A tiny Swiss village threatened with extinction after an exodus of residents has come up with a novel way of turning around its fortunes.
Albinen, a picturesque village near Leukerbad in Valais, has seen its population shrink to just 240. The local school has been forced to close and many of the houses in the village are used as holiday homes, laying empty for much of the year.
Now residents are set to vote on a proposal that would offer new families cash to settle there in a bid to revitalize the village. Adults can expect to be offered 25,000 francs each (21,500 euros) while children would receive 10,000 francs (8,500 euros), a total of 60,000 euros for a family of four.
There are conditions attached to the deal. Prospective residents must be under the age of 45 and be prepared to stay for at least ten years. The property they buy or build must also be worth at least 200,000 francs (171,500 euros) and is required to be their primary residence.
The village authorities behind the plan are convinced the policy is affordable and that it represents a real investment in the future of Albinen, despite the initial outlay.
Anyone taking up the offer will certainly benefit from some bracing mountain air and incredible views over the Rhone Valley. Jobs in the village are scarce but the towns of Visp and Sion are just a short drive away, with Bern around two hours by train or car and Geneva just under three hours away.
Albinen isn’t the only Swiss village to find itself in the news recently. The tiny village of Corippo, population just 13, has just announced plans to turn itself into a giant hotel in a bid to stave off extinction.
Why is Albinen making this move?
The main reason is to increase its number of residents. Right now, the population, which continues to dwindle, is only 240. With many of the residents leaving their village, the village officials want to ensure that they will improve their economy by bringing in new residents. Most of those leaving the village are young people, particularly those with families of their own. The recent departures caused the closure of the local school.
What prompts people to leave Albinen? The place is very habitable, it has scenic views that are IG-worthy, it’s clean and peaceful, and you inhale pollution-free air.
Here are some of the things you have to consider before you lodge in your application.
- The village is relatively small. Its total size is 6.01 square miles or 15.56 square kilometers. About 10% of the land is not suitable for agriculture.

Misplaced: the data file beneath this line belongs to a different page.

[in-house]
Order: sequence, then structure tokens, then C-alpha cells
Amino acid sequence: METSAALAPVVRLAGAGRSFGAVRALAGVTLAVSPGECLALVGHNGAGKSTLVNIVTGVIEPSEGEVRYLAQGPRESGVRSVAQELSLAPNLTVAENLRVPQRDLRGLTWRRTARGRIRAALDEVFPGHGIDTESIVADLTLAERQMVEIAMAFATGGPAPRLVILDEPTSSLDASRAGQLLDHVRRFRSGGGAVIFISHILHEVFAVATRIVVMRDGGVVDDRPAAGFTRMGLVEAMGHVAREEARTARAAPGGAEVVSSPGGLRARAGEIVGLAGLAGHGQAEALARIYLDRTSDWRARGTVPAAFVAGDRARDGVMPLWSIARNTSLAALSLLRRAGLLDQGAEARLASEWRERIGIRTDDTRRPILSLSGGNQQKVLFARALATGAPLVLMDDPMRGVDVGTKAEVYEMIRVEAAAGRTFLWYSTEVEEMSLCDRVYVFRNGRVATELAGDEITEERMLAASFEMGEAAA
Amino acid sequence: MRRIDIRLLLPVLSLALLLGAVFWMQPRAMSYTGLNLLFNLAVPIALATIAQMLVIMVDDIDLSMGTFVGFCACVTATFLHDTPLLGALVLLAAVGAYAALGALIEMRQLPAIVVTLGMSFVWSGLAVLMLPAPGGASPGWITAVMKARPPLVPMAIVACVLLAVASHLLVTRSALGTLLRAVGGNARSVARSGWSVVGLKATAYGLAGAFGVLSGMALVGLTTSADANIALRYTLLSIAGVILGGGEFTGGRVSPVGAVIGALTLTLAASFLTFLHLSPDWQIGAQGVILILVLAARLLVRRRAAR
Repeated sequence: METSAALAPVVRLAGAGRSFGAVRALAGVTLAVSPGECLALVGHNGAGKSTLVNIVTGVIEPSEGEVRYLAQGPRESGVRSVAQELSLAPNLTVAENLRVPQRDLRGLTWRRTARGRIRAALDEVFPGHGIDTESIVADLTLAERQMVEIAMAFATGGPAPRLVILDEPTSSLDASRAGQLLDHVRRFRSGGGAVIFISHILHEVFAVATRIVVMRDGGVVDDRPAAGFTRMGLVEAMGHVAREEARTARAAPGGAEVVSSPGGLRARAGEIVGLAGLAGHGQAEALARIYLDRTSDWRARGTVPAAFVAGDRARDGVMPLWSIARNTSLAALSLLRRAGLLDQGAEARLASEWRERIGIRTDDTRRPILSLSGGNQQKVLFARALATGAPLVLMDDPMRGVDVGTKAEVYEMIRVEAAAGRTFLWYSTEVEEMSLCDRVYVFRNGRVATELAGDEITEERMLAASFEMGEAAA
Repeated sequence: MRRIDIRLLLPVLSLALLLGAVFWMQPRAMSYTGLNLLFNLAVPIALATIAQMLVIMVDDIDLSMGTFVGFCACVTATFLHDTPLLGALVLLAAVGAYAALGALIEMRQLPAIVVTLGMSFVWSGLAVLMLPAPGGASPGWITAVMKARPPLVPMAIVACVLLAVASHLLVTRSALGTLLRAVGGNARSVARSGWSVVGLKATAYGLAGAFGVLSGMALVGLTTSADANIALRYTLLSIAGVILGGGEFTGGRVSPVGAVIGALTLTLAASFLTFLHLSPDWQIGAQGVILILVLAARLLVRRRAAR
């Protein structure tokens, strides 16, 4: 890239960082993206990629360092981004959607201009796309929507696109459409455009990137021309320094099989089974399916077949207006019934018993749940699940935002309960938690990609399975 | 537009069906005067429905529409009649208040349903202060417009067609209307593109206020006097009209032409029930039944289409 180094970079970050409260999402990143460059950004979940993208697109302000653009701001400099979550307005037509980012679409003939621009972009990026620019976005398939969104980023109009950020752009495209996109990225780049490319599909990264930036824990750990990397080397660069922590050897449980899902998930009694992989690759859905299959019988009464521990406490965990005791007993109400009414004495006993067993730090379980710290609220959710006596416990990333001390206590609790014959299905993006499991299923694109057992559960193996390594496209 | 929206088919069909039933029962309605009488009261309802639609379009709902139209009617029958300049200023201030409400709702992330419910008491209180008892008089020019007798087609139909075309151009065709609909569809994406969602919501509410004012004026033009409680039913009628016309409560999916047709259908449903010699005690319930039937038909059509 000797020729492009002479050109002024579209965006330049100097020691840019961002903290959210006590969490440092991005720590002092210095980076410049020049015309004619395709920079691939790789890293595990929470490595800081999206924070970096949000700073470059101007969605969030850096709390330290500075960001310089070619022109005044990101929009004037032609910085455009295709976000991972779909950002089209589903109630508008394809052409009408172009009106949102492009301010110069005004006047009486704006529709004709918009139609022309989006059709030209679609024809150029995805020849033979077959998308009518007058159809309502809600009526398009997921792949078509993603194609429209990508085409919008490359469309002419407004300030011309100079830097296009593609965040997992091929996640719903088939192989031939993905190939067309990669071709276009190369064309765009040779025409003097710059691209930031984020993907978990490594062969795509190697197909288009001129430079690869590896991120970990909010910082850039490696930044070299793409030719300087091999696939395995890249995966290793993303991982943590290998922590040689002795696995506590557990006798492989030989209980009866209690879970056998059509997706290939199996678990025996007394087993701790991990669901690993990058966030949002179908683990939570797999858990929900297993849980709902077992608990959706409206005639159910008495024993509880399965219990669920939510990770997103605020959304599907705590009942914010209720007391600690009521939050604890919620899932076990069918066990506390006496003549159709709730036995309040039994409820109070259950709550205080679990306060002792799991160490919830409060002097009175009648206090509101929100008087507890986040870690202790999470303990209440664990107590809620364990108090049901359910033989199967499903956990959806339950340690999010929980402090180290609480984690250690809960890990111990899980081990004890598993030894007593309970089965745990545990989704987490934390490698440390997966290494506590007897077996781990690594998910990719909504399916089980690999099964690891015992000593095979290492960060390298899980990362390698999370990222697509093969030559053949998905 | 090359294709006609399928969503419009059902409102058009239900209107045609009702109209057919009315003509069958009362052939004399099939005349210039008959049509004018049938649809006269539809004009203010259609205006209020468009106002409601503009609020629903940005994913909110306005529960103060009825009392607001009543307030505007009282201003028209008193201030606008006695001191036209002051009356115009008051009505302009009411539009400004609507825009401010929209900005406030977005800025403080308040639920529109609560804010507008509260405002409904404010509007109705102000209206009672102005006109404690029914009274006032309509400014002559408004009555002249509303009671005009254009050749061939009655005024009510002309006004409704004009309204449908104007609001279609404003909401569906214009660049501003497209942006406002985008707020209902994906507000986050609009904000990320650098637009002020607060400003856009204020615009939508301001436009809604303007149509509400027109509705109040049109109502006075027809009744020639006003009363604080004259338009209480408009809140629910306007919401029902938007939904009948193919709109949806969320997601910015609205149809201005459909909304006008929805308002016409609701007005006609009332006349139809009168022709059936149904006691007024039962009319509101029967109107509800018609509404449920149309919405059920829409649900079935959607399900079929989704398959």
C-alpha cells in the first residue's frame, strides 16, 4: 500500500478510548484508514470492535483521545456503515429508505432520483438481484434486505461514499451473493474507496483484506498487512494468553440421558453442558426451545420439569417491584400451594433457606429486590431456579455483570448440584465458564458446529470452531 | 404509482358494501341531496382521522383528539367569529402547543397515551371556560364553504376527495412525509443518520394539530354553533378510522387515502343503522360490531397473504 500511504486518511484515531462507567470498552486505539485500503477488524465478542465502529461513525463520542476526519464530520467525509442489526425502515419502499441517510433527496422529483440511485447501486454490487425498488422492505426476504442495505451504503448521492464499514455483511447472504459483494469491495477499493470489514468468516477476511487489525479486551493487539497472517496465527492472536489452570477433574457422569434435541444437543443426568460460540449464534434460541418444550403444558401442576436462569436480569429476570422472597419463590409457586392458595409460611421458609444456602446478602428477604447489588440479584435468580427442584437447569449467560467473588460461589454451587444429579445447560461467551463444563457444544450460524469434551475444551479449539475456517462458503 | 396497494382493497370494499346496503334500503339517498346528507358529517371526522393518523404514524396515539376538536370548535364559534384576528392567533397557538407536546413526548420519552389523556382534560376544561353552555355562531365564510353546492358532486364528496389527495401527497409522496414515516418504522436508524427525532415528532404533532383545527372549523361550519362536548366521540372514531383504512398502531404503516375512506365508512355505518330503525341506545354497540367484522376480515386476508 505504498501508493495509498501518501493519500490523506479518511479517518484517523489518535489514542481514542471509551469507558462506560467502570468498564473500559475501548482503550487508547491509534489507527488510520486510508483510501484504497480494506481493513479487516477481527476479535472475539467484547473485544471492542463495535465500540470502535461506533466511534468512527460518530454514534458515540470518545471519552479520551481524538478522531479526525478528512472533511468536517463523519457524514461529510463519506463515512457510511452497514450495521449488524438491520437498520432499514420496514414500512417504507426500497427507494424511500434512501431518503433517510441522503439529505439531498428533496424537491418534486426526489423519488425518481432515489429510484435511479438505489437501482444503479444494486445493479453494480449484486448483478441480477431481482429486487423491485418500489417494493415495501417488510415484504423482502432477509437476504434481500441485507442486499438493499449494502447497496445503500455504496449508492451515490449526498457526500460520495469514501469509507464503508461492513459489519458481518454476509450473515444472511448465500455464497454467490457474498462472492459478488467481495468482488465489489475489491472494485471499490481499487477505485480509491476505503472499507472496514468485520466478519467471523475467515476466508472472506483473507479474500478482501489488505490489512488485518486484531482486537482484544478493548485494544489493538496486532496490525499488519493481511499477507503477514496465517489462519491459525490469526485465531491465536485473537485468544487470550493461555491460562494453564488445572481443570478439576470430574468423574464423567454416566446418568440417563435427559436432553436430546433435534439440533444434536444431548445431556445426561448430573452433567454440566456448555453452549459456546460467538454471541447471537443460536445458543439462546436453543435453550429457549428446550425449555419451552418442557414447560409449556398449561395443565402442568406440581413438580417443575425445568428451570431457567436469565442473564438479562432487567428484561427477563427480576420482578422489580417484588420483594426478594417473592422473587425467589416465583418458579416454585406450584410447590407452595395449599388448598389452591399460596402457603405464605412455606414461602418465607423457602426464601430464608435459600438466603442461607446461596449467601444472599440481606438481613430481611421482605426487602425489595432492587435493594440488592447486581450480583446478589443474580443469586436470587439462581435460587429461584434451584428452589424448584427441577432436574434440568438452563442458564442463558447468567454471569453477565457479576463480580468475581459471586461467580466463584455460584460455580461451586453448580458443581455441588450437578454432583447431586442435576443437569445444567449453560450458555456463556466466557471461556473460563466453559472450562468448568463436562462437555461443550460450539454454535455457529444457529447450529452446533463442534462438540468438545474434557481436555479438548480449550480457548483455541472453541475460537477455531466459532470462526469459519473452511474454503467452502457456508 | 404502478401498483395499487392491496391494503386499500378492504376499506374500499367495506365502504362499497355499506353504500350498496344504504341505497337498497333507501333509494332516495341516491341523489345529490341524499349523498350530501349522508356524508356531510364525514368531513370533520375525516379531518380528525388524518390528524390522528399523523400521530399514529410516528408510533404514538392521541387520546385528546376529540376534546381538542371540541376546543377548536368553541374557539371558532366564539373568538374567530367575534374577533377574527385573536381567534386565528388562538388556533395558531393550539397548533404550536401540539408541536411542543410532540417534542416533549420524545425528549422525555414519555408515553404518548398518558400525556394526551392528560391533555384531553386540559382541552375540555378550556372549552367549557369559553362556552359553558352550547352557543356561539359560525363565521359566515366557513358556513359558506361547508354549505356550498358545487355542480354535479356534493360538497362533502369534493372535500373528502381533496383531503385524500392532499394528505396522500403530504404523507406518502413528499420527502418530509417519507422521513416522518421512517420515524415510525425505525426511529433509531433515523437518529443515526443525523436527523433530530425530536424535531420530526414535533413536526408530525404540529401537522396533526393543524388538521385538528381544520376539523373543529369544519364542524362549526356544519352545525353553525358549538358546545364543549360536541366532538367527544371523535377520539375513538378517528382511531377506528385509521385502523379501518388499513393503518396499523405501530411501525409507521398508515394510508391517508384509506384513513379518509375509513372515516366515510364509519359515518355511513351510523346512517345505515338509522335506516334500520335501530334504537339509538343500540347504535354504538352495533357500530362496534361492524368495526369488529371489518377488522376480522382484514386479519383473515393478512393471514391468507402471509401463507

- The location is about 4,300 feet or 1,300 meters above sea level.
- Only 16 people live within one square kilometer.
- Jobs are scarce. The annual subsidy given by the town for its residents is not enough.
- Albinen is hopeful they can attract at least 10 families to move to their village within the next few years. They are allocating $100,000 annually for the project.
- To qualify, the applicant has to be at least under 45 years of age.
- The applicant must be willing to invest a minimum of US$201,600 or 200,000 francs to buy or build a home, which should be the applicant’s primary and permanent home.
- The agreement is that the applicant should be willing to stay in Albinen for 10 years. Should the successful applicant decide to leave Albinen before the end of the contract, they have to pay back the monetary incentive given to them in full.
- One of the most important considerations is residency. The foreign applicant has to secure the Swiss C permit or the permanent residency permit. This means you have to apply as an immigrant and receive the residency permit in order to qualify to stay in Albinen. Some of the conditions for non-EU residents to acquire a Swiss C permit:
- Has lived in Switzerland continuously for 12 years
- Has continuous residence in Switzerland for 5 years using a B permit
- Married to a Swiss citizen
- Submission of other required documentation for immigration such as clean criminal and debt records and certification of proficiency in the German language
Note: The Swiss passport is one of the most difficult passports to get.
The response from many parts of the world to the Albinen initiative was overwhelming. The office of Mayor Beat Jost was inundated with phone inquiries. The Albinen authorities were quick to correct the media though, for what they believed was misleading media coverage. According to the local officials, the story that came out in the media indicated that it is easy to apply for the initiative, as the conditions attached to the offer were not clearly explained.